Dallas Morning News Originally Posted: Feb. 24, 2020 At first glance, the black-and-white photos look like classic images of 19th century scientists. One wears a dark beard and carries a pickax. Another, with a fluffy white handlebar mustache, poses in front of a museum diorama. A third, with a long brown beard, sits at a desk surrounded by an overstuffed bookcase, a safari hat and a giant pine cone. But wait. Something in that last image looks amiss. The cheekbones are smooth, pale. And is that an elegant pashmina scarf wrapped around the scientist’s narrow shoulders? Hmmmm ... The 38 large-format photographs that hang in the Smithsonian National Museum of Natural History in Washington, D.C., are part of “The Bearded Lady Project,” a tongue-in-cheek traveling [...]

By | 2020-03-03T08:27:58-08:00 March 1st, 2020|Anthropology, Dedman College of Humanities and Sciences, Dedman College Research, Earth Sciences, Faculty News|Comments Off on Do women scientists need to wear fake beards to be taken seriously?

How does it make any sense to click away our right to privacy?

The Hill Originally Posted: February 27, 2020 Robert J. Howell is the chair of the Philosophy Department at Southern Methodist University, Dallas, and is head of the SMU Technology, Society and Value Project. There is little doubt that privacy clauses and terms of service agreements don’t support the moral burden they are meant to carry. All too often they are designed to provide political cover rather than to generate informed consent. Not only does no one read them, but even if someone did and had the attention span and intelligence to follow them, it’s doubtful that they would find all the policies hidden in documents several clicks deep. Interesting fact: If the average American actually read all the policies they encountered, they would lose 76 [...]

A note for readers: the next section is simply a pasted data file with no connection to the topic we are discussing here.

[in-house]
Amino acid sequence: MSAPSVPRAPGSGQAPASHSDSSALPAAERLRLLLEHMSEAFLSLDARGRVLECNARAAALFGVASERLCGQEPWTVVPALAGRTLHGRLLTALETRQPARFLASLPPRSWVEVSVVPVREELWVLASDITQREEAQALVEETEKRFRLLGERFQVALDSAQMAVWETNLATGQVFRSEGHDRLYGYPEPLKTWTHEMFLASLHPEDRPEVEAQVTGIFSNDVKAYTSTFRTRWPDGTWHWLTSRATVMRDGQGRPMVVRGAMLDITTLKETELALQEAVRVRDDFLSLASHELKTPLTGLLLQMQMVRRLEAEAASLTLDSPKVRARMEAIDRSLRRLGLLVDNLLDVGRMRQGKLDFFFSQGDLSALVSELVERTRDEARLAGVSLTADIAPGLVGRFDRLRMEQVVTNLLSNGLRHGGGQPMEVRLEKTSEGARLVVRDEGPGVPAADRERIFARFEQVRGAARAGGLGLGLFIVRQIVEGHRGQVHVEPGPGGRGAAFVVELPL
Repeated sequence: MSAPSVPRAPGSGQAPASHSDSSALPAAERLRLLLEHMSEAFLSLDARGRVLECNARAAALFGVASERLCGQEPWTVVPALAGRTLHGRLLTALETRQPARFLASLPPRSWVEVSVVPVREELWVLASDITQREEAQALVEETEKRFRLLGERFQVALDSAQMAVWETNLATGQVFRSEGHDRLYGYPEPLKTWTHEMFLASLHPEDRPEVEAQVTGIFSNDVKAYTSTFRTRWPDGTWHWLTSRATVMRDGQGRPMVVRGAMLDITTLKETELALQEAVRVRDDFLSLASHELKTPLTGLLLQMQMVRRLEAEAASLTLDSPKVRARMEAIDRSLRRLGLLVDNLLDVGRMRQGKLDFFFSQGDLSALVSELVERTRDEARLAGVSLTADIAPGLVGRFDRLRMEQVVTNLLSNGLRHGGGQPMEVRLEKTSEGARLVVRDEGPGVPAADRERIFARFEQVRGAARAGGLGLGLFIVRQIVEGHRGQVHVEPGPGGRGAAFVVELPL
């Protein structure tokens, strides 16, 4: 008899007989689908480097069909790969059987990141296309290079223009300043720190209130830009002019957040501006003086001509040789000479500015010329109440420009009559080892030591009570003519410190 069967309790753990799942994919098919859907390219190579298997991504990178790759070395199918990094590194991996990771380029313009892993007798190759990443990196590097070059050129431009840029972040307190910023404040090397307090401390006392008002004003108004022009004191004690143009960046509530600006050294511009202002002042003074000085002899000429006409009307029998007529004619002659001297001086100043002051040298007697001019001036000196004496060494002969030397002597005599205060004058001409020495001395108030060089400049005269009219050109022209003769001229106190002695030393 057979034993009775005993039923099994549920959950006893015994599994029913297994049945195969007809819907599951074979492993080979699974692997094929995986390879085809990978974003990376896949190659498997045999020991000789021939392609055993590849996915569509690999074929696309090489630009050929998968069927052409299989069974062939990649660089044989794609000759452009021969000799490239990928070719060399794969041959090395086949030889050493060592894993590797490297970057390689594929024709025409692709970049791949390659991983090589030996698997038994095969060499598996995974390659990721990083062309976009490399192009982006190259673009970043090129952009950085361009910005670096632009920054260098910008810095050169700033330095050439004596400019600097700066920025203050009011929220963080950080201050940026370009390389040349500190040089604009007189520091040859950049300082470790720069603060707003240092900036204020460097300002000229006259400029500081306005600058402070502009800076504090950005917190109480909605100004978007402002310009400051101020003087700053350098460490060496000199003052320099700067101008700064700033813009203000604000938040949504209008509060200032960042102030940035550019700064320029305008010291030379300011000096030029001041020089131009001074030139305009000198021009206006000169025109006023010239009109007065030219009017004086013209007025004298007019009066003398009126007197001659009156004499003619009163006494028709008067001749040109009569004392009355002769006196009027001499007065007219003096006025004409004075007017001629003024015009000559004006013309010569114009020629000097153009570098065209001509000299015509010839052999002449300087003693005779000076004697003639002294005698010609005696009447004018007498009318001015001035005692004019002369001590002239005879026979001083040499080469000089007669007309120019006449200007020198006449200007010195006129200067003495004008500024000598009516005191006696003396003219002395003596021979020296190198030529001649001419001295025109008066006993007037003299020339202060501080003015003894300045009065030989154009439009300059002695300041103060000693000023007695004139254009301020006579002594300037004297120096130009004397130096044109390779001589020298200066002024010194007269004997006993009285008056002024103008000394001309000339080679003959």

By | 2020-02-27T11:06:19-08:00 February 27th, 2020|Dedman College of Humanities and Sciences, Dedman College Research, Faculty News, Philosophy|Comments Off on How does it make any sense to click away our right to privacy?

How Should Parents Discipline?

Fatherly Originally Posted: February 27, 2020 Psychology professor George Holden was quoted in the blog, Fatherly, about corporal punishment. Research finds it doesn’t work, he says. https://www.fatherly.com/health-science/how-should-parents-discipline-finding-alternatives-to-corporal-punishment/ Professor George W. Holden is the Chair of the Department of Psychology at Southern Methodist University, Texas where he focuses on parent-child relationships, parental cognitions, and discipline. The evidence that corporal punishment (such as spanking, smacking, or slapping) can impair child development is compelling and, at this point, overwhelming. More to the point for parents,  accumulated research convincingly demonstrates that “positive child discipline” — including communicating openly and setting expectations — is much more effective than hitting a child. Still, as parents well know, not every misbehavior provides a teachable moment. Most parents think that punishment is a critical socialization tool [...]

By | 2020-03-05T10:41:30-08:00 February 27th, 2020|Dedman College of Humanities and Sciences, Dedman College Research, Faculty News, Psychology|Comments Off on How Should Parents Discipline?